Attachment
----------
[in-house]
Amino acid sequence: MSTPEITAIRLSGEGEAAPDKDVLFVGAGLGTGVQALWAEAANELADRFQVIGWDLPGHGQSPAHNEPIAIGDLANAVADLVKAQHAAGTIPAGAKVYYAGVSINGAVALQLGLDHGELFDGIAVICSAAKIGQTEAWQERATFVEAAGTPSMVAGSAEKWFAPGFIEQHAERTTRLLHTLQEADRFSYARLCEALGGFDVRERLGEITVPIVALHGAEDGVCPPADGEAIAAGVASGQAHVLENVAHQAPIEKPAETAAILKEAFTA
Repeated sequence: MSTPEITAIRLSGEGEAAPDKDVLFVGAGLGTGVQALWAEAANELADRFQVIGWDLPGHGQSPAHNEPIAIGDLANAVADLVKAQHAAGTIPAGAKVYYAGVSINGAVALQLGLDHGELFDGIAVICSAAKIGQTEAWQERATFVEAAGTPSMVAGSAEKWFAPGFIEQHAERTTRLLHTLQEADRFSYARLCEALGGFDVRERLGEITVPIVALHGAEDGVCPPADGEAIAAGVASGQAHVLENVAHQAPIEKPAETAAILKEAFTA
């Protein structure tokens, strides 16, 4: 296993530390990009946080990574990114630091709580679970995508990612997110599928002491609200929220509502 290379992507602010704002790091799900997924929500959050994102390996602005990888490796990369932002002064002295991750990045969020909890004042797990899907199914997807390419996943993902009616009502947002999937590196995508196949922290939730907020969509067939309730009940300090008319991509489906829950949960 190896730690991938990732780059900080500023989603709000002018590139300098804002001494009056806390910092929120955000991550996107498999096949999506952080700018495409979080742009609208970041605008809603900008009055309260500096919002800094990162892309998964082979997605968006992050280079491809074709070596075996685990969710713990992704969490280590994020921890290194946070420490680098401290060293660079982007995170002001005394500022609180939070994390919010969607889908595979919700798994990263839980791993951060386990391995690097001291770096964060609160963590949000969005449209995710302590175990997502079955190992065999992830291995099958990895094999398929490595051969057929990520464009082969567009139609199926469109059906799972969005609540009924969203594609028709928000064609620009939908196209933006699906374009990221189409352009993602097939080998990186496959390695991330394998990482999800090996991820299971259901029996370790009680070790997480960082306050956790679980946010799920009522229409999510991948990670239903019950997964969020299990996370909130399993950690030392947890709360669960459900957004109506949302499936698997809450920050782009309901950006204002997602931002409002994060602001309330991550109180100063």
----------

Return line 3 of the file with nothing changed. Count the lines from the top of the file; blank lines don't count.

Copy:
Repeated sequence: MSTPEITAIRLSGEGEAAPDKDVLFVGAGLGTGVQALWAEAANELADRFQVIGWDLPGHGQSPAHNEPIAIGDLANAVADLVKAQHAAGTIPAGAKVYYAGVSINGAVALQLGLDHGELFDGIAVICSAAKIGQTEAWQERATFVEAAGTPSMVAGSAEKWFAPGFIEQHAERTTRLLHTLQEADRFSYARLCEALGGFDVRERLGEITVPIVALHGAEDGVCPPADGEAIAAGVASGQAHVLENVAHQAPIEKPAETAAILKEAFTA